In the comments to my post about Bradbury and authorial intent, Evan pointed out that Ray Bradbury wrote an afterword to Fahrenheit 451 against censorship:
The most important reason Bradbury can’t get away with this re-interpretation is that a few years back he wrote a postscript to the novel in which he talked about how bad censorship was. He made some very good points. I don’t know why he would back away from it now.
Curious, I looked back at my copy of the book, and sure enough, it’s in there. Bradbury states clear as day:
Only six weeks ago, I discovered that, over the years, some cubby-hole editors at Ballantine Books, fearful of contaminating the young, had, bit by bit, censored some 75 separate sections from the novel. Students, reading the novel with, after all, deals with censorship and book-burning in the future, wrote to tell me of this exquisite irony.
And if you wonder how he really feels about it:
The point is obvious. There is more than one way to burn a book. And the world is full of people running about with lit matches. Every minority, be it Baptist/Unitarian, Irish/Italian/Octogenarian/Zen Buddhist, Zionist/Seventh-day Adventist, Women’s Lib/Republican, Mattachine/FourSquareGospel feels it has the will, the right, the duty to douse the kerosene, light the fuse. Every dimwit editor who sees himself as the source of all dreary blanc-mange plain porridge unleavened literature, licks his guillotine and eyes the neck of any author who dares to speak above a whisper or write above a nursery rhyme.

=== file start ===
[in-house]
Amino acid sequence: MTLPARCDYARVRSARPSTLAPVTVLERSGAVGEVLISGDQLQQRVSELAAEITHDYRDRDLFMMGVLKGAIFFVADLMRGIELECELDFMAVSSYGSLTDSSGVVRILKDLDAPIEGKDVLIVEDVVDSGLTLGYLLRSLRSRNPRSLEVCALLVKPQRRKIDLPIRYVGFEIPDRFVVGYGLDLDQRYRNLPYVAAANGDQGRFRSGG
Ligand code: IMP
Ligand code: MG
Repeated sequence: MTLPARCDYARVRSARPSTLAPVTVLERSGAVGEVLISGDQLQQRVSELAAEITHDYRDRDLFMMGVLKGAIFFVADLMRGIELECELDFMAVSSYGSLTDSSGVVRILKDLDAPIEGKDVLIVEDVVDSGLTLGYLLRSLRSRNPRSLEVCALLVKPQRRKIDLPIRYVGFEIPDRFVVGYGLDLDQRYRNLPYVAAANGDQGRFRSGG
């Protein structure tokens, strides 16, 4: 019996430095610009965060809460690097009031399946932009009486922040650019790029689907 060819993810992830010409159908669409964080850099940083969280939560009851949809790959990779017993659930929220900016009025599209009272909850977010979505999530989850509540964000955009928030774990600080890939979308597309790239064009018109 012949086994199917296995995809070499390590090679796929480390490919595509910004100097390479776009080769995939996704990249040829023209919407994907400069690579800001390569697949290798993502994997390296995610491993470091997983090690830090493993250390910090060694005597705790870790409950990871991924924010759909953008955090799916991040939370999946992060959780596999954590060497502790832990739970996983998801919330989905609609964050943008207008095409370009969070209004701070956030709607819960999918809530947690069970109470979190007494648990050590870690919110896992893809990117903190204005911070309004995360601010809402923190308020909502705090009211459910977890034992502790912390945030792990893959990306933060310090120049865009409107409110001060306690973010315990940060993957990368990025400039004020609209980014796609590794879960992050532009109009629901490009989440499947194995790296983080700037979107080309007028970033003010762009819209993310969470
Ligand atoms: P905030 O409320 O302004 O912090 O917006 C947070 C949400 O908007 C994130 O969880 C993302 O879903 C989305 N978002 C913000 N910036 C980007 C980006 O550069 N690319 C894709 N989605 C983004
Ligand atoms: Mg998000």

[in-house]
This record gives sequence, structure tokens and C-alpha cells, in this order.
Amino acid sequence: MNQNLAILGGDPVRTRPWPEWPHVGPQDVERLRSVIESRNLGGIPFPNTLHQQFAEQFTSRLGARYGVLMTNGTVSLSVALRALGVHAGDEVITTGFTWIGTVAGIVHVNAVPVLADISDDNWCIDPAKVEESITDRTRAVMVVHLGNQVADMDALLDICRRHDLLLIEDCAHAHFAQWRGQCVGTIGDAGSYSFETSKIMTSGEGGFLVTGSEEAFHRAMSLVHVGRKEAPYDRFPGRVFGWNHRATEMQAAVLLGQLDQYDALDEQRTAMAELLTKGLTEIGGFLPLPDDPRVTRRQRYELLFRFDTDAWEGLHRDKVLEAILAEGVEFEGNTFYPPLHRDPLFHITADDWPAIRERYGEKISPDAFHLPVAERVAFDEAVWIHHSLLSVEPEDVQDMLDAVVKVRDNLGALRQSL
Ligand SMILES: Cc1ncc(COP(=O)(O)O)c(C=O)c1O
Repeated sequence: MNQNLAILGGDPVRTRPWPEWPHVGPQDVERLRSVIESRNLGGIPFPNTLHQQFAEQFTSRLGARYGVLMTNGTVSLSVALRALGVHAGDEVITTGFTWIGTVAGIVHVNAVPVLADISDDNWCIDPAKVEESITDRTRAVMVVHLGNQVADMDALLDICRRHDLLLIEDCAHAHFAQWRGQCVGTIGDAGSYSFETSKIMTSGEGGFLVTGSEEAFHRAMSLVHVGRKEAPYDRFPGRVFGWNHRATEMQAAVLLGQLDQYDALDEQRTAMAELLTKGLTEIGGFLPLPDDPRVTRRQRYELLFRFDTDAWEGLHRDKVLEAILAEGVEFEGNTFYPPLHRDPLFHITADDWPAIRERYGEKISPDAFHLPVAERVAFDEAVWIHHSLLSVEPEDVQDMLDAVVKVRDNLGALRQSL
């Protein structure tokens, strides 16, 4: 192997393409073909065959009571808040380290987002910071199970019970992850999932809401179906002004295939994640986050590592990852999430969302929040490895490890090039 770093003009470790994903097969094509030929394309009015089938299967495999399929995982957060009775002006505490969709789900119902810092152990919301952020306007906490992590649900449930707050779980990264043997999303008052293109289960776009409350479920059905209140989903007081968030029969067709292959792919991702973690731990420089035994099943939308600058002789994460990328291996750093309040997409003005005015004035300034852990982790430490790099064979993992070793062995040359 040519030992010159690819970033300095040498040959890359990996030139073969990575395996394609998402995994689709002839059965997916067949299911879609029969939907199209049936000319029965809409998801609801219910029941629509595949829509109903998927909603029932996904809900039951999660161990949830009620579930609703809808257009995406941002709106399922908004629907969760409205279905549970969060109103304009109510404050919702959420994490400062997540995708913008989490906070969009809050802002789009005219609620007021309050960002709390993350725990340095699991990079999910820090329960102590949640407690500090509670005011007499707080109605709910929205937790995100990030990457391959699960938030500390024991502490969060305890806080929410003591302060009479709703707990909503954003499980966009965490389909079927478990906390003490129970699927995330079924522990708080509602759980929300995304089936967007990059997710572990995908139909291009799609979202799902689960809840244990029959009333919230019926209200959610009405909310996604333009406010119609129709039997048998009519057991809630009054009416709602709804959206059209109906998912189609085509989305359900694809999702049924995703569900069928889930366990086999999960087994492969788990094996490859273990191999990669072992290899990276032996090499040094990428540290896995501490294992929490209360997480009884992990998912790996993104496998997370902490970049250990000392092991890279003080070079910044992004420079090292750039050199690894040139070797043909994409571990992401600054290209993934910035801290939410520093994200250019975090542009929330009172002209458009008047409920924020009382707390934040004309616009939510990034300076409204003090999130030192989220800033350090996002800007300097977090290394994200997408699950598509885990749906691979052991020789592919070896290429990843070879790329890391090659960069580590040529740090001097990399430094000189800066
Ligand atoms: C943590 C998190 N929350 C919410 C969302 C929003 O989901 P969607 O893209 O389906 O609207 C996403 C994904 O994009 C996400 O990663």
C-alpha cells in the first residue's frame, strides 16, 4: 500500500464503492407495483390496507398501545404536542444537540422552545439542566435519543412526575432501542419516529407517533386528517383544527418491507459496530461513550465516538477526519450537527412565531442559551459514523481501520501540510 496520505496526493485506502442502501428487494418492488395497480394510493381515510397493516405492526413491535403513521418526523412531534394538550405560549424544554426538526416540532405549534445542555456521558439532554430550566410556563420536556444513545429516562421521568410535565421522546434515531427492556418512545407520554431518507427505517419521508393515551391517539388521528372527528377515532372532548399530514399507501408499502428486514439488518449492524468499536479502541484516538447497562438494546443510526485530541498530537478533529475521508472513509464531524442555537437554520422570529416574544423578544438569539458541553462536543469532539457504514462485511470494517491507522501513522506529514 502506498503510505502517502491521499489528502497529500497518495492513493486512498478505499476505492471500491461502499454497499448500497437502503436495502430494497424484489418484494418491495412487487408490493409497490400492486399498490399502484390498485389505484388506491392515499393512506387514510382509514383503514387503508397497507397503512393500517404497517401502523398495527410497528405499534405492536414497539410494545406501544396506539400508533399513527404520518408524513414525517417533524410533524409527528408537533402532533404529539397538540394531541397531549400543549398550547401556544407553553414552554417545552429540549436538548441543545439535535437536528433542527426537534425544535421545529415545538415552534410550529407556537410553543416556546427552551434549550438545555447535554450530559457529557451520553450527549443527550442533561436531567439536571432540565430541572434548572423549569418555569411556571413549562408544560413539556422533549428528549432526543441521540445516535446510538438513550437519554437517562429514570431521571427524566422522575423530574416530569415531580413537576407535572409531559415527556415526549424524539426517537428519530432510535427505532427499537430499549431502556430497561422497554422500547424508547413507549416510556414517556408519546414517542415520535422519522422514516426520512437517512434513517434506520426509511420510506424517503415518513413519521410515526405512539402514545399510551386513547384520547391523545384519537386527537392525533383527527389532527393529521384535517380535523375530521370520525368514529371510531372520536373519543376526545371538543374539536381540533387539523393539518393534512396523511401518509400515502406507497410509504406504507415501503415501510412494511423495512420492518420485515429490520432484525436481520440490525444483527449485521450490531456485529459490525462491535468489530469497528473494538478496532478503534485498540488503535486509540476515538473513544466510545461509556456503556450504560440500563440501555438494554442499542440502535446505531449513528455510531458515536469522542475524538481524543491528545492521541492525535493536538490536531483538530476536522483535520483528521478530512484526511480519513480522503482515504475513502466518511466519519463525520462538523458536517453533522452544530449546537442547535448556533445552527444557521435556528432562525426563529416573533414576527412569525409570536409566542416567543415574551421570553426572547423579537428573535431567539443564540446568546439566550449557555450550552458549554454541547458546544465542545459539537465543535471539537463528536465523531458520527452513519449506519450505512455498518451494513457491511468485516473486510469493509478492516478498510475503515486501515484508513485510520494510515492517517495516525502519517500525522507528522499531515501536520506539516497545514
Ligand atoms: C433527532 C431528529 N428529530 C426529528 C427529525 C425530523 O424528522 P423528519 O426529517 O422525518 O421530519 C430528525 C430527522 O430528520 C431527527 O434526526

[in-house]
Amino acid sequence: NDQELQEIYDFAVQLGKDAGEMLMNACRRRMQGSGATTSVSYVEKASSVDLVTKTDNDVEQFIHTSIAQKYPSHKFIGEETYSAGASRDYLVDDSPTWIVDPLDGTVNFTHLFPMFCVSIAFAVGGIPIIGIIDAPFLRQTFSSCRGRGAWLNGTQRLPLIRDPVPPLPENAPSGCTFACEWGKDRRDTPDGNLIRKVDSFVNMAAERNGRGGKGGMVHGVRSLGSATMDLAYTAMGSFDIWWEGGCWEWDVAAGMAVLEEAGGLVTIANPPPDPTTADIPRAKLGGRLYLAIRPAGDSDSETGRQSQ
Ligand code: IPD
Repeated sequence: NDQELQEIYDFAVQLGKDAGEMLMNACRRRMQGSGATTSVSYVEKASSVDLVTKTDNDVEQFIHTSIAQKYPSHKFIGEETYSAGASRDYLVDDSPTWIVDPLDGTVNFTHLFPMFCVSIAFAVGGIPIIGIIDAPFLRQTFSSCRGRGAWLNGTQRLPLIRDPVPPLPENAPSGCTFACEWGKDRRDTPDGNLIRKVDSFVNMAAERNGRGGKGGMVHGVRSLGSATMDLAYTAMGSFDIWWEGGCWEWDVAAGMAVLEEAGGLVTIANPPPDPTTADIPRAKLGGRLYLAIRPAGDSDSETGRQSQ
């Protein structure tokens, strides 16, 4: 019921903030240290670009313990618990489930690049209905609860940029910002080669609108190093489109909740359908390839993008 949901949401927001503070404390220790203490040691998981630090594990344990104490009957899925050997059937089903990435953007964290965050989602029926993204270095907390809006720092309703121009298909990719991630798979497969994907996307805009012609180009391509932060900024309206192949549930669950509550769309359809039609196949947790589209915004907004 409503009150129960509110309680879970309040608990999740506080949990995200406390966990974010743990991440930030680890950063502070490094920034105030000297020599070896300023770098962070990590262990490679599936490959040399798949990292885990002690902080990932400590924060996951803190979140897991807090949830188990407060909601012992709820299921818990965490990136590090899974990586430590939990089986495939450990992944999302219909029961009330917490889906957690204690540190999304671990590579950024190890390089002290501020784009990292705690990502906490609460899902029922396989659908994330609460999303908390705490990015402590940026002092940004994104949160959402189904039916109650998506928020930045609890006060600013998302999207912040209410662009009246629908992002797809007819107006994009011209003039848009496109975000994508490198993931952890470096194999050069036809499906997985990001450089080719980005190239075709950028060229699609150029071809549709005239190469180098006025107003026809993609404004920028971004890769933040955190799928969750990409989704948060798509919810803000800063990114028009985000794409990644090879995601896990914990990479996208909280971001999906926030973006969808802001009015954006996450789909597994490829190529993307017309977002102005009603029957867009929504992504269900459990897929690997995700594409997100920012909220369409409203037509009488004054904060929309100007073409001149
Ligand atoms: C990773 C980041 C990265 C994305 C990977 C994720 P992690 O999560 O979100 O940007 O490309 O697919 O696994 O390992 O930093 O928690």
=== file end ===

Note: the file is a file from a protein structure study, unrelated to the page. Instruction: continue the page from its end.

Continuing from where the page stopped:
Yet Bradbury is still mostly concerned with his rights as an author, not the right of readers to read the text (either at all, or as written). From the end of the brief essay:
The tip of the nose of my book or stories or poems is where their rights end and my territorial imperatives begin, run and rule. […] All you umpires, back to the bleachers. Referees, hit the showers. It’s my game. I pitch, I hit, I catch. I run the bases. At sunset I’ve won or lost. At sunrise, I’m out again, giving it the old try.
Here he clearly feels his books are his own territory–which is true as far as the writing goes. Nobody should be editing his books for content. However, the attitude here is strikingly similar to his recent attempts to reclaim power over the interpretation of his novel. Interesting question: If he decided to edit his book now and try to destroy previous editions, would he be a censor? Would such changes be acceptable, after the book as it stands has been available for so long? I tend to think they wouldn’t–certainly literary scholars would do all they could to hang on to the original text. :)
So in this 1979 postscript, Bradbury says the novel is about censorship, at least partially, and decries censorship of his work, but via a claim to authorial superiority–at this point, explicitly only applying it to the text itself, but now he’s applying his superiority to interpretation also, to promote an interpretation which contradicts his apparent 1979 opinion (although perhaps he is only focusing on the censorship angle because that’s what he’s struggling against at that particular moment–even so, that would suggest opportunism). Interesting. Thanks, Evan, for pointing that out. I don’t know if I’d read it before.